If you tell 100 average agents that you plan to assign any contract that you enter into, I bet 99 of them will look at you like you just landed from Mars. They will also be concerned that somehow they are getting involved in a questionable transaction.
Long story short, the Realtor seems to have struck a deal with the new buyer, and the new buyer was not happy to hear that you had the property under contract for less and that you were making a profit. (What was your margin here?)
It’s a very dicey thing to offer for sale a listed property that you only have under contract. I am sure there are some states where that’s illegal as you don’t have enough of an equitable interest to offer the property or show it.
I think you should have been more up front with the end buyer that you’re a wholesaler who has the property under contract. If he balks, let him go. He’s not sophisticated enough about this industry to get it. If he tries to muscle you, just advise that you have the property under contract and you are prepared to close, if necessary. If he does not want the property at the agreed price, then part company and let him get on down the road.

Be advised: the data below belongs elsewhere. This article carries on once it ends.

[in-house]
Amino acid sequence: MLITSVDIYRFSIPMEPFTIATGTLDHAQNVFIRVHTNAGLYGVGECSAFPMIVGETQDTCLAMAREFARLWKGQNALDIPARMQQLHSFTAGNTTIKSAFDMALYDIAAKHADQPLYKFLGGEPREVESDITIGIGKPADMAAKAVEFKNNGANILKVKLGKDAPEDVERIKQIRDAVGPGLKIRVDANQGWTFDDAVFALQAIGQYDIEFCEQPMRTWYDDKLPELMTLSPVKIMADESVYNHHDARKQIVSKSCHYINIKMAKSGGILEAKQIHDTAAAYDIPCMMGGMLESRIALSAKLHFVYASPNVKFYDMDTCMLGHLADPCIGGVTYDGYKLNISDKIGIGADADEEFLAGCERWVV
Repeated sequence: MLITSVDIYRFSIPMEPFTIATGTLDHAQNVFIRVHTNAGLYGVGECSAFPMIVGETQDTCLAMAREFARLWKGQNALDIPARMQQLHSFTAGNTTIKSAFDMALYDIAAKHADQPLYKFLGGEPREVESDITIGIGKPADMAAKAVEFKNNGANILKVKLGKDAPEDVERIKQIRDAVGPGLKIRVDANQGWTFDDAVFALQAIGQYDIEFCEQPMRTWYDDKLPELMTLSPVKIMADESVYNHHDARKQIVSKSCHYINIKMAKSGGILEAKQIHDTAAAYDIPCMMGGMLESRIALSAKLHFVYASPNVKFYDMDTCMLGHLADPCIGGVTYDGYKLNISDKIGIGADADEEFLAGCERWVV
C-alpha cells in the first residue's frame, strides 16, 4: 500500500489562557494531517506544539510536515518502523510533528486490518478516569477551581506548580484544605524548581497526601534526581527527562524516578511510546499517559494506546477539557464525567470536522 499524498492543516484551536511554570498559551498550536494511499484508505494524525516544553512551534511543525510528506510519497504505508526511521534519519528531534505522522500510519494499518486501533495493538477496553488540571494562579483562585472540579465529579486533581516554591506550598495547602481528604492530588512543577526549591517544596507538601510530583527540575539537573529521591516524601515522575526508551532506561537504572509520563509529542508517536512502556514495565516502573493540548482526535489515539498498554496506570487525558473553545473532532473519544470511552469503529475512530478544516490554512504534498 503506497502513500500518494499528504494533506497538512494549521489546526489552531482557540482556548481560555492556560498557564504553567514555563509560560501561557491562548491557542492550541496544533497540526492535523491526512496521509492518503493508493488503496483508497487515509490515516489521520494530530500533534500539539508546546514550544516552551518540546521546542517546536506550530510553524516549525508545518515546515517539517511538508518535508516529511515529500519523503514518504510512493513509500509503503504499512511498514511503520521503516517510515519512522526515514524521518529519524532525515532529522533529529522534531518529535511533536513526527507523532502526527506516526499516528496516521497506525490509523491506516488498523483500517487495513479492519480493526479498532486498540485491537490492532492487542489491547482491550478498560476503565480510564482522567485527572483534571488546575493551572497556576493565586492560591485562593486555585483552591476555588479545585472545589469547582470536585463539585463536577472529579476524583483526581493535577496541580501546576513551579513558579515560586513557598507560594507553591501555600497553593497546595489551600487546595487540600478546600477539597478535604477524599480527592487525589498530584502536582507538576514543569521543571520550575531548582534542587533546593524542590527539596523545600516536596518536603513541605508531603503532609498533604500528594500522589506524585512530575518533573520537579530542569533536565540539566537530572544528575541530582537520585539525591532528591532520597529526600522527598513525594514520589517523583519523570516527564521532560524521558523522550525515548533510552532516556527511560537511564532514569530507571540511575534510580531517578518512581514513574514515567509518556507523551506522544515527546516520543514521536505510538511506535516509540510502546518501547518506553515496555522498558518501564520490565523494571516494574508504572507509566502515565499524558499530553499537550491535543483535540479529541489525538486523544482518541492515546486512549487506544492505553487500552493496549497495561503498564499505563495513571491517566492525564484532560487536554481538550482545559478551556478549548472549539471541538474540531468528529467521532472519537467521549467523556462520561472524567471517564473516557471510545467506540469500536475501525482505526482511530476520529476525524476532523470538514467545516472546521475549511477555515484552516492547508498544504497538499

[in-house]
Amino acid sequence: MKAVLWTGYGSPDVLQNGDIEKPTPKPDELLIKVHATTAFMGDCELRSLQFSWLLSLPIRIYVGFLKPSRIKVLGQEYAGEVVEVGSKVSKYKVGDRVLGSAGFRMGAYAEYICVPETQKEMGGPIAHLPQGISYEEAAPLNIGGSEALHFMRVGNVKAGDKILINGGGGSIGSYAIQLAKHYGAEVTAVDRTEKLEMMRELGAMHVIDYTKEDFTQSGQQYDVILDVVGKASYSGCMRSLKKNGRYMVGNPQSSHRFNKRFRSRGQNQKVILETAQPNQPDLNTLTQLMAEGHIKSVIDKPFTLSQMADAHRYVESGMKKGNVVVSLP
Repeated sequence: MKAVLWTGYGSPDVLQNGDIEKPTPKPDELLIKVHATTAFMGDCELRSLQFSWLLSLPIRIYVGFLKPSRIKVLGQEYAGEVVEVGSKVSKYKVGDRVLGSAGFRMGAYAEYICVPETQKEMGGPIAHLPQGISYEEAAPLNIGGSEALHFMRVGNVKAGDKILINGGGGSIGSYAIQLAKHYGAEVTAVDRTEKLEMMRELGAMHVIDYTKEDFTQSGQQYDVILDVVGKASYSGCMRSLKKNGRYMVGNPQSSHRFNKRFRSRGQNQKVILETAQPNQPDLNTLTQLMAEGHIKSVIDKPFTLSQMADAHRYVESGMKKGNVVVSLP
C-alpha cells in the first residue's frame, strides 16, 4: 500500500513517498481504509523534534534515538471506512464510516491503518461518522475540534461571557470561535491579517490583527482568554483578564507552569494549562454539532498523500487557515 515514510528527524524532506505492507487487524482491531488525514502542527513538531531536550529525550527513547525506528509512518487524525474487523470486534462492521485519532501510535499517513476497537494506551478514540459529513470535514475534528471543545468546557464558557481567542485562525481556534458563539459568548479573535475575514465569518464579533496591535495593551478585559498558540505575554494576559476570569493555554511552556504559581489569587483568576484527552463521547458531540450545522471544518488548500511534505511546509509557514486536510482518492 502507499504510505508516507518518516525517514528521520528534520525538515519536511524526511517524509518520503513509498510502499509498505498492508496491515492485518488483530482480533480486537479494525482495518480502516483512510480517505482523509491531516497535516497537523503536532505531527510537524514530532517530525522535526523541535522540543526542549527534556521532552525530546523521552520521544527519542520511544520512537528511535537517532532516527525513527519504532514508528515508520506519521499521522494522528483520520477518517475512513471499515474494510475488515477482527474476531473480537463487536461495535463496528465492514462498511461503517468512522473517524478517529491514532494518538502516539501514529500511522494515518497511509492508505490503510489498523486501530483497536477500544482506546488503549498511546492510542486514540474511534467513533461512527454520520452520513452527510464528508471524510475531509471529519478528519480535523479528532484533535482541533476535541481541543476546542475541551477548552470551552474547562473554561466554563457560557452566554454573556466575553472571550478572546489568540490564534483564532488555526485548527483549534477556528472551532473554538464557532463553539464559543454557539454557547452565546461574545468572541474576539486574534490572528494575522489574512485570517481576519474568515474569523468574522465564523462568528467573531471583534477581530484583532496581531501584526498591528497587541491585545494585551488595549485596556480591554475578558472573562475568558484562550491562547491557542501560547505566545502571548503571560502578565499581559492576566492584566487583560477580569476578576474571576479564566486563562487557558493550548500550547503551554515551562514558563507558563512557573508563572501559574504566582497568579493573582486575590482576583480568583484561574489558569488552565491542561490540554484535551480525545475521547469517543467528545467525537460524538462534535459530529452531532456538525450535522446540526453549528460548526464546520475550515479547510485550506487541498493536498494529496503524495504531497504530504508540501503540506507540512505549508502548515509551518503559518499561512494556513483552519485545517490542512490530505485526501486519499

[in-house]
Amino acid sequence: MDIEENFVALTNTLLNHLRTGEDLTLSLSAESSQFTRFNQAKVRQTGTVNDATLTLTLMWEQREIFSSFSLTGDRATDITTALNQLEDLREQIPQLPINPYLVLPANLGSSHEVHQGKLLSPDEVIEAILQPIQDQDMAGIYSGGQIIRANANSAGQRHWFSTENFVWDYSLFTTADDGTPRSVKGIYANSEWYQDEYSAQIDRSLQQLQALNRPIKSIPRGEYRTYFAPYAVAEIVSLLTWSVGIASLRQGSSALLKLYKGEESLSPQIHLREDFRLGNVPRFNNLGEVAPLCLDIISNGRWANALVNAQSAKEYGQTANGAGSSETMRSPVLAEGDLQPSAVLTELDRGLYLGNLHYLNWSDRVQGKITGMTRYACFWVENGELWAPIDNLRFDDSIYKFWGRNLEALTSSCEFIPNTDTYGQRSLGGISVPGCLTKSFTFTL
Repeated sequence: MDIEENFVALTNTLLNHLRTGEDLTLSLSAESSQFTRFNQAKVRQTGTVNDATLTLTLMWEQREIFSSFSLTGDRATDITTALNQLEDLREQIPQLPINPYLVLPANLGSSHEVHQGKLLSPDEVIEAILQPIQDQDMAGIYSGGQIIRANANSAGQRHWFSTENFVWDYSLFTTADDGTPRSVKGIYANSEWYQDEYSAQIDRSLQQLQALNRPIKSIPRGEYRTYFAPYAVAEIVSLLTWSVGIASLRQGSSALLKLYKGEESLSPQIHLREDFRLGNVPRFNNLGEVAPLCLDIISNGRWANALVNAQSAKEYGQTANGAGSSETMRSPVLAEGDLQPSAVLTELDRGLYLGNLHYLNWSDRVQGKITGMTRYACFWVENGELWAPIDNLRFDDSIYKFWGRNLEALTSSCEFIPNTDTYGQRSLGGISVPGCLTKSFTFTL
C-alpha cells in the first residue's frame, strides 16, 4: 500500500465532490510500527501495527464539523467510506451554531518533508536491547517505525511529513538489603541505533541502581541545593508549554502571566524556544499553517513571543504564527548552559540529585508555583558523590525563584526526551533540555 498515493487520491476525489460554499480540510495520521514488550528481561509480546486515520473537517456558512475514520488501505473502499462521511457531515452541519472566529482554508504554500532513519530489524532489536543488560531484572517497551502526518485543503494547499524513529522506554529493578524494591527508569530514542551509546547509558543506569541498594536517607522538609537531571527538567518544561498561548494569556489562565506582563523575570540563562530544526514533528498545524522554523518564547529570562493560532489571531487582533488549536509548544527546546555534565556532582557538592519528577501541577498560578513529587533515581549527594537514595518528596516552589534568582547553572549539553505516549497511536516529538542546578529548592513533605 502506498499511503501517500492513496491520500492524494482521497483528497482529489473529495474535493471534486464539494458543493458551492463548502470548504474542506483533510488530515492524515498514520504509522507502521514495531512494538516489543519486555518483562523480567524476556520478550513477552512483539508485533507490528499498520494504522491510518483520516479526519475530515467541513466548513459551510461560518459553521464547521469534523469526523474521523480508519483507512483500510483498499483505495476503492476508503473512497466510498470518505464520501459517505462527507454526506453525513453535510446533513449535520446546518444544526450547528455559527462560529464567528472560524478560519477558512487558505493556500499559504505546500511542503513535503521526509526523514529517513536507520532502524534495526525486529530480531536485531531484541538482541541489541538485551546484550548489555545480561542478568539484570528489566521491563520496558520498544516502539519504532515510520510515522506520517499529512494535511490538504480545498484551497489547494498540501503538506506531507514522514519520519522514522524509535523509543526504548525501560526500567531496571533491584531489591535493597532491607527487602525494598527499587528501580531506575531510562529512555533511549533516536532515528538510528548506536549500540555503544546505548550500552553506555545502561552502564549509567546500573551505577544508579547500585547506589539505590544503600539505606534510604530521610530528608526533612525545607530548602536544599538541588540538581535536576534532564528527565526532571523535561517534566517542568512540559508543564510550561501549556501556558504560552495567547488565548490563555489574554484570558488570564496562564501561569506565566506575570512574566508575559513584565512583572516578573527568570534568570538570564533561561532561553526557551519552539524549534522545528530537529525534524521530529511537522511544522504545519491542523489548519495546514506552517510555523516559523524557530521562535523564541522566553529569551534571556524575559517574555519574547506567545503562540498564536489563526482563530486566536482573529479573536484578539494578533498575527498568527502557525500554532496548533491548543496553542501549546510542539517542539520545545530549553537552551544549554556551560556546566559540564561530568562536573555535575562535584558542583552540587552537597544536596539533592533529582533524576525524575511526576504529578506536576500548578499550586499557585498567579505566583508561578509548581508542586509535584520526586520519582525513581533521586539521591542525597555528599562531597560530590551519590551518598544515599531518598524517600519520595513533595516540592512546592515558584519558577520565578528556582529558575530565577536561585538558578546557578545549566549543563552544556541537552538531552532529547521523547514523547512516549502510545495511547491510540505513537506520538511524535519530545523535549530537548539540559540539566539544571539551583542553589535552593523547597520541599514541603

The police have no say in the matter. It’s a contract issue.
The bottom line here, at least the way I see it, is that it’s very tough to juggle all the aspect of wholesaling listed property unless you actually close on it before re-marketing it.
PaulBroni is right, 99% of the agents are not familiar with investment strategies, wholesale, flipping, etc. This is not part of the licensing process nor taught in the office. It is up to the agent to educate themselves about this if they plan on dealing with investment properties. My opinion is you should fire the Agent. The agent is not educated enough to know what you are trying to accomplish to represent you in the best light. This is not to say your agent is a bad agent, she is just not the right match for you. You should have a lawyer as part of your team as well, I would have your agent and lawyer in touch as well. Here is a link from NAR explaining all designations [url=http://www.realtor.org/runivers.nsf/pages/designation?OpenDocument] http://www.realtor.org/runivers.nsf/pages/designation?OpenDocument[/url]